The only really controversial part of the panel's recommendations, as far as I can tell, is that it called for explicit, systematic phonics instruction, a conclusion disputed by those who say that phonics instruction is too boring for children and too quirky to rely on because English words don't always follow phonetic rules. But those dissenters haven't been able to produce research that meets the reading panel's scientific standards.
What's interesting about the way the National Reading Panel did its work is that if its standards stick and are applied to all of educational research, that would represent a genuine turning point in education -- the beginning of a common base of knowledge similar to what has been built in the medical sciences in the last hundred years.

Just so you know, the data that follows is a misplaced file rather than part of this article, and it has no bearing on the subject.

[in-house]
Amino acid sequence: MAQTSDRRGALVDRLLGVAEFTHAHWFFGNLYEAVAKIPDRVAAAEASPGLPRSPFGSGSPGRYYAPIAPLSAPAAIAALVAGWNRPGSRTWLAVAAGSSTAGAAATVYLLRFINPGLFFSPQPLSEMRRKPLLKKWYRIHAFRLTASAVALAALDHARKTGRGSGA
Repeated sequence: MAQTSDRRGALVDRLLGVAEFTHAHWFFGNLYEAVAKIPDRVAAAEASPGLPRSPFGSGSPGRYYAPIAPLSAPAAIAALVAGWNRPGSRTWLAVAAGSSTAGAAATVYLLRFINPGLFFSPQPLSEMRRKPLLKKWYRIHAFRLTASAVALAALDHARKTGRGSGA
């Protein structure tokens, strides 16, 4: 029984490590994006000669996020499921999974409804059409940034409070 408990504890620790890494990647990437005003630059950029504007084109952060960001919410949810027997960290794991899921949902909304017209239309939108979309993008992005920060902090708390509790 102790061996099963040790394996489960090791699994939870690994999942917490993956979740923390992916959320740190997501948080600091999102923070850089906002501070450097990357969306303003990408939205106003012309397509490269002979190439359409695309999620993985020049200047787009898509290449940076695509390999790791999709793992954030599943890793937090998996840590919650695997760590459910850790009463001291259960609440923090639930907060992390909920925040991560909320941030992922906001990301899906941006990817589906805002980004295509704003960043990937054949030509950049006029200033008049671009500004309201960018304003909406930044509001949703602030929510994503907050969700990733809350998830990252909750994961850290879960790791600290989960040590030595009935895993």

"It's a little like folk medicine," Langenberg said, likening the current state of educational research to the pre-scientific era of medicine. "Over the ages, people learned a lot -- that if you eat that berry there, you die, and if you brew a tea from this bark, it alleviates pain. That's real. That's real knowledge," akin to teachers knowing that they can give more individual attention to kids in smaller classes. "But it's not biochemistry. We're ready to make that transition."
He would even like to see an educational equivalent to the Food and Drug Administration, in which publishers of curriculum materials would have to prove their effectiveness before taking them to market.
Making sure instructional practices have a scientific basis wouldn't eliminate the judgment of teachers, any more than medical research has eliminated the judgment of doctors. It would, however, allow all teachers to draw on a common storehouse of knowledge, something they have never been able to do in the past. And that could take some time to build.
"It's the work of a generation," Langenberg says.